Original sin, by tainting all human perceptions, is the enemy of absolutes. Mortal man’s apprehension of truth is fitful, shadowy and imperfect; he sees through the glass darkly. Against absolutism Niebuhr insisted on the “relativity of all human perspectives,” as well as on the sinfulness of those who claimed divine sanction for their opinions. He declared himself “in broad agreement with the relativist position in the matter of freedom, as upon every other social and political right or principle.” In pointing to the dangers of what Justice Robert H. Jackson called “compulsory godliness,” Niebuhr argued that “religion is so frequently a source of confusion in political life, and so frequently dangerous to democracy, precisely because it introduces absolutes into the realm of relative values.” Religion, he warned, could be a source of error as well as wisdom and light. Its role should be to inculcate, not a sense of infallibility, but a sense of humility. Indeed, “the worst corruption is a corrupt religion.”

      1. Dave of Maryland

        This has now gotten off the subject and yes, I am trolling, but religion is a case of the stupid leading the blind in a quest for El Dorado. It needs to be reconceputalized from first principles.

        And as original sin was mentioned:

        Original sin is the accumulated debris from your most recent past life. It’s all the thoughts that were in your head when you were 3, 4 & 5 years old, as well as what you eventually did with them.

        In the Catholic Church the sacraments of Baptism & Confirmation are supposed to dissolve & wash away all of this, but in my personal experience they did nothing of the sort. I am curious if the whole-body dunk in the river is any better. Teenage suicides are proof that not only does Baptism not work, but that original sin is real, as there can be no other explanation for such contradictory behavior. Theologians are among the most stupid.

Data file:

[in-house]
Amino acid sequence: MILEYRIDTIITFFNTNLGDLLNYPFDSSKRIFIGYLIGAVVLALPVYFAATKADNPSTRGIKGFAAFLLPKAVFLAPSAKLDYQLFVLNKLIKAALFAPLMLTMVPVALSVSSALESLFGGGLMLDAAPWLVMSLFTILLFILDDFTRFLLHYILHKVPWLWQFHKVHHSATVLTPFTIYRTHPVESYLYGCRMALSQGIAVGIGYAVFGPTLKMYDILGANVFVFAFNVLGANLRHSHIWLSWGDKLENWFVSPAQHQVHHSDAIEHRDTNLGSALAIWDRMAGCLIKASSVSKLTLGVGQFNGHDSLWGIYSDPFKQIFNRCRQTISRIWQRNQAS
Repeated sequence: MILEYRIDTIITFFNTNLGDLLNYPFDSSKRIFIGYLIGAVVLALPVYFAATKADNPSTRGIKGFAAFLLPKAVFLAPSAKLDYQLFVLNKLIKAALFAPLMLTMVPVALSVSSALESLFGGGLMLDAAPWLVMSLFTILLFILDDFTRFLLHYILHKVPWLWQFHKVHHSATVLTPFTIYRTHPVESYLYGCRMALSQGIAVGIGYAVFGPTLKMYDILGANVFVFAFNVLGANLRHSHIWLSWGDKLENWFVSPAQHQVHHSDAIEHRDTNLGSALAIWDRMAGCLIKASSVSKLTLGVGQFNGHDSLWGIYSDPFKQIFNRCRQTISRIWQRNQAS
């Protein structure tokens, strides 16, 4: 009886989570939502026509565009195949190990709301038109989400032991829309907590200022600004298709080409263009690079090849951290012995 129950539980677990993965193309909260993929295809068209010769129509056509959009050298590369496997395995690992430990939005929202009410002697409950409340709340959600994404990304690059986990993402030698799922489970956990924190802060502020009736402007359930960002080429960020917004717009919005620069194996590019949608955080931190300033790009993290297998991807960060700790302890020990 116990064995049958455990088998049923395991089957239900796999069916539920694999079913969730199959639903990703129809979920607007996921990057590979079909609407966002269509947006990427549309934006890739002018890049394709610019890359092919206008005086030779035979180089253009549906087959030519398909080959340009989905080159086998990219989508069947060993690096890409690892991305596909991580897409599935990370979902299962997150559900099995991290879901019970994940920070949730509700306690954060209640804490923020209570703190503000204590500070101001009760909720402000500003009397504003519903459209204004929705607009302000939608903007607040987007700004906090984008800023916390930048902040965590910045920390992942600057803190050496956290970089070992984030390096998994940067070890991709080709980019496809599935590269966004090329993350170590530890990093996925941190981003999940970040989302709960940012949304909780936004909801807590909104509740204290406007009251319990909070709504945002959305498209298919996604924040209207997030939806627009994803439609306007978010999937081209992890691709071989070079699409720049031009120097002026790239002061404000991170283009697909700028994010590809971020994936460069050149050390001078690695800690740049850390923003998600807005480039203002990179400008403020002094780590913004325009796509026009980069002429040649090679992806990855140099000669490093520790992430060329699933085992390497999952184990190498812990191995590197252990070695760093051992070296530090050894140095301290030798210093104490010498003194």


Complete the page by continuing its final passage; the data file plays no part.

You may now return to Bankers Engaged in God’s Sacred Work. The stupid leading the blind to the greedy.

        1. DownSouth

          If life were only so simple, that religion could just be summarily dismissed as “a case of the stupid leading the blind.”

          Yours is the position proselytized by the New Atheists. And nothing short of remarkable are the cognitive gymnastics that the New Atheists perform in order to explain away the fact that religion has been ubiquitous, both in time and in space, throughout the existence of humankind. The New Atheists have great trouble answering a very simple question: If religion is so maladaptive, and one believes in evolution, then why does religion exist?

          For a short primer in “Let me count the ways the New Atheists get it wrong,” there’s this short primer by the environmental psychologist Jonathan Haidt, MORAL PSYCHOLOGY AND THE MISUNDERSTANDING OF RELIGION, where he concludes:

          My point is just that every longstanding ideology and way of life contains some wisdom, some insights into ways of suppressing selfishness, enhancing cooperation, and ultimately enhancing human flourishing….

          A militant form of atheism that claims the backing of science and encourages “brights” to take up arms may perhaps advance atheism. But it may also backfire, polluting the scientific study of religion with moralistic dogma and damaging the prestige of science in the process.

          For the long version of “Let me count the ways the New Atheists get it wrong” I recommend David Sloan Wilson’s two books, Darwin’s Cathedral and Evolution for Everyone.

          1. Anon

            Original sin as taught by most christian sects is a form of collective punishment of humans, and as such, is a notion that should be heartily resisted.

            Unless we’re all suddenly in favor of collective punishment, that is.

            The great early British anarchist, Pelagius, opponent of the demented Augustine of Hippo (and who Augustine singularly failed to have defenestrated at the Council of Carthage) decided that original sin and free will are logically incompatible over 1,000 years ago.